Aberdeenshire has a rich and
expressive Doric, which George MacDonald and William Alexander and
Charles Murray have done much to preserve in its purity and to make all
Scotsmen proud of. And the following fragments have value both for their
language and for their humour.
The late Mr Ingram, minister of the Free Church at Rothiemay, used to
tell of a man in that neighbourhood who had married the tenant of a
small farm, and was asked one day by a neighbour how he was getting on.
"Man," he said, "gien I'd kent it was sic peer lan', I
widna hae fashed wi' Betty."
Mr Bain of the Free Church at Pitcaple was notorious for the length
of his ministrations. He could not give out the first Psalm without
dilating on some point it suggested; he gave a tedious commentary - it
could hardly be called a running one - on the Scripture lesson;
and in the sermon he would talk at large for more than an hour. And here
is how one put it who had sat and suffered under him. "Man,"
he said to his new minister in Aberdeen, "Maister Bain wis juist
like an ill-fashioned coo that's gotten in amo' the corn - she taks a
rive here an' a rive there." Less picturesque yet quite good as a
description of the preacher who is always going off at a tangent is what
an Elgin man said of an Aberdeen minister - "He couldna keep to the
road, he wis aye rinnin' up a closie."
When the Free Church was being built in Bucksburn, an elder in the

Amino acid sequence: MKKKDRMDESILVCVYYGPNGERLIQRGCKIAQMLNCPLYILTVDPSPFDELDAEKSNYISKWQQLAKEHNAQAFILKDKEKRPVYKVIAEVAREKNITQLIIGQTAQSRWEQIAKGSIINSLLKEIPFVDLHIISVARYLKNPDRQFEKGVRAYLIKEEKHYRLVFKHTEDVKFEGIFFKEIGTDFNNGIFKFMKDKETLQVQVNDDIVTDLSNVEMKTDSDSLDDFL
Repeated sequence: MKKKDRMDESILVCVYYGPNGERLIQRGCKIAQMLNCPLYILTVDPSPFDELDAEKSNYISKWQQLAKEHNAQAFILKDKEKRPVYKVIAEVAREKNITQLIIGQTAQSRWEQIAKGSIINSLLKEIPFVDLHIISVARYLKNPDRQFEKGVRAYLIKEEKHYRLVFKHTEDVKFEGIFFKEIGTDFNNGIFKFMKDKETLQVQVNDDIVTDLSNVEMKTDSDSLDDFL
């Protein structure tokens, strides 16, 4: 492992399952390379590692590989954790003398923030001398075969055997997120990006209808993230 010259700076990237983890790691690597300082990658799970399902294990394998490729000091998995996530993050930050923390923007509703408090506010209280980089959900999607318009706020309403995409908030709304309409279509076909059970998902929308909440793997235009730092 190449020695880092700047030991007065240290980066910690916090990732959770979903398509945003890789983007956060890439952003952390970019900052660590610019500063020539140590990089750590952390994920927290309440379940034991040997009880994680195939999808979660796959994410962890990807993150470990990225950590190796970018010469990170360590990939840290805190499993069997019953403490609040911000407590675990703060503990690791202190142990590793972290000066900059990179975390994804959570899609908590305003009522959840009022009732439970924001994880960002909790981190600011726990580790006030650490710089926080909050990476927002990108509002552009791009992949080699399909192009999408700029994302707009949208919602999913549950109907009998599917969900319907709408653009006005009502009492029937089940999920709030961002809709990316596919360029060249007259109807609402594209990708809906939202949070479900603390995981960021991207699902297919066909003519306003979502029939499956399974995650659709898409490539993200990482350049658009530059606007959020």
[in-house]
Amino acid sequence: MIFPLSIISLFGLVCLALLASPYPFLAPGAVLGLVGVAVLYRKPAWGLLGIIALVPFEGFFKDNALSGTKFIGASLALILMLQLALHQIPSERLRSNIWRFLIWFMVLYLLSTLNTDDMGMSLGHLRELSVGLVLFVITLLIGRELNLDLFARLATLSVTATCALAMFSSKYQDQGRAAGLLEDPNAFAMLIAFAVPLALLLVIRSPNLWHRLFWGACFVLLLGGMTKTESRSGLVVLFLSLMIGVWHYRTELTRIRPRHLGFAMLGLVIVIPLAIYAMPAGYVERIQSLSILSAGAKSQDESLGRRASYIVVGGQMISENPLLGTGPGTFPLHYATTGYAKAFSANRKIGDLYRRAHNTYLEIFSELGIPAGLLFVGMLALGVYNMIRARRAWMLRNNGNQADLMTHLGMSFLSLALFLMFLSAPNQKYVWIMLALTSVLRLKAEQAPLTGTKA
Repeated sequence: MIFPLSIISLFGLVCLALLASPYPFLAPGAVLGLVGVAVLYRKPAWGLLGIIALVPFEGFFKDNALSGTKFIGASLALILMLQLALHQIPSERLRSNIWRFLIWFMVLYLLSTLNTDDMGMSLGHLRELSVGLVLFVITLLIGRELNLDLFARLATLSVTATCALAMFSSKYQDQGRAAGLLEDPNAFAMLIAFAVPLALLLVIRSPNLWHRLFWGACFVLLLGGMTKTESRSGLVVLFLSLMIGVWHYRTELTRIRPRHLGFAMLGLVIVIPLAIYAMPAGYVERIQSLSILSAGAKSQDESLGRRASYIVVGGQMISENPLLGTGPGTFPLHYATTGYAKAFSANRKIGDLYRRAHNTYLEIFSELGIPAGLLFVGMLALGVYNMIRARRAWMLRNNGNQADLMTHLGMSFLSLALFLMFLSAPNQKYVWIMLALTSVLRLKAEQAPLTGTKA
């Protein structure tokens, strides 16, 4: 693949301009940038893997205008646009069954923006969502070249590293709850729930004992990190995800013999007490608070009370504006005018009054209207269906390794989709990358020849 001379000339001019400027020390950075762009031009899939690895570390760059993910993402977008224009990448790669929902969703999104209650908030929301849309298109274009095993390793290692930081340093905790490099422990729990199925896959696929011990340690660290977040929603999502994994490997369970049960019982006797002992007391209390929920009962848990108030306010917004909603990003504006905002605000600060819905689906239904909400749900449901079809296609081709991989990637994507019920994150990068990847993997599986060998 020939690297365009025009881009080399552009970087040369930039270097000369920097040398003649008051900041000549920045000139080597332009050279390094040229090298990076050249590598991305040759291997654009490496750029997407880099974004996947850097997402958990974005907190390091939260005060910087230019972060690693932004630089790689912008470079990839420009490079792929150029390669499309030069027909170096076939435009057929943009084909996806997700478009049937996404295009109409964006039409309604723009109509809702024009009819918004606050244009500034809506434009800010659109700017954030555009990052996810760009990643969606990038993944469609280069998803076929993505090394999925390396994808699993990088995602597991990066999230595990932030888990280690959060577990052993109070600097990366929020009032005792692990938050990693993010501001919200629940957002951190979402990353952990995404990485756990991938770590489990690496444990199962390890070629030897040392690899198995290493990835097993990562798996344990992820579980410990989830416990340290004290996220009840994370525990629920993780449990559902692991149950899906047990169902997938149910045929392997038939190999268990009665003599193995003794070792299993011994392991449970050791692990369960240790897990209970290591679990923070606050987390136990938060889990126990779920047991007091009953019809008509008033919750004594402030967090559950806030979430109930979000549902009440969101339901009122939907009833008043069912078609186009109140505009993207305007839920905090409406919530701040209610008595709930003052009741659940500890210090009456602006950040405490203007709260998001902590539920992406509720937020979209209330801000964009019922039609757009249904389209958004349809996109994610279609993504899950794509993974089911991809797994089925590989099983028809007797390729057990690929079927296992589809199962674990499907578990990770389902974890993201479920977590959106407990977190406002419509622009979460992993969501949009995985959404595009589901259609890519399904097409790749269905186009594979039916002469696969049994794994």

parish church stopped one day to see how things were getting on, and
said, mocking, to one of the masons, "Ay, Jeems, that's a gey
grainary ye're pittin' up here." "Oh ay," retorted the
mason, "ye see the cauffhoose is up the hill" - the reference
of course being to Newhills parish church. Some forty years ago there
lived in Bucksburn a woman, two of whose sayings are worth remembering.
She was talking one day of a sister or niece who was ill, and the
minister's mother (Mrs Russell, mother of Rev James A Russell, minister
of Bucksburn Free Church and afterwards of Causewayend Church, Aberdeen)
asked sympathetically what was wrong with her. "Eh, Mrs
Russell," was the reply, " she luikit inta eternity an' gaed
by hersel." As a description of religious melancholia, that could
hardly be beaten. Another time, when the woman was again in trouble, a
son having behaved badly and lost a lot of her money, Mrs Russell went
to see her and did her best to comfort her. "Nae doot," she
said, weeping and wiping her eyes with here apron, "Nae doot, Mrs
Russell, as ye say, it's the Lord's wull"; and then, flinging down
her apron and straightening herself - "but nivertheless it's verra
Rev W Cruickshank, for many years minister of the Free Church at
Inverurie, set out one day to take the Fast-Day service at Fyvie. A trap
met him at the station, but the horse was so poor that Mr Cruickshank
suggested to the driver that he might drive a little harder. After a
bit, as they passed a farm steading, some geese came out upon the road
with a great "skeelach," and the horse, somewhat scared, went
off at a gallop. Soon however it fell back into its former amble, and
when the minister, beginning to fear he would be late for his
appointment, told the man he must get on faster, he at last got an
answer - the man's sole remark during the whole journey: "Od, I
think that horse wad be better wi' a geese aye at 'is tail."
But the shrewdest and canniest of all Aberdeenshire stories is the
following :- Somewhat late in life a Buchan farmer married a young wife.
When they got home after the honeymoon, he took her over the house, and
then when after the round, they sat down at the fireside, he said,
"Noo, ma lassie, ye've seen the hoose, an' it micht be as weel to
mak' a bit o' a bargain at the verra ootset. Ye're to get a' yer ain wy,
ye ken, but ye're no' to get ony o' mine."
Scottish Life and Humour of Yesterday
by John Lendrum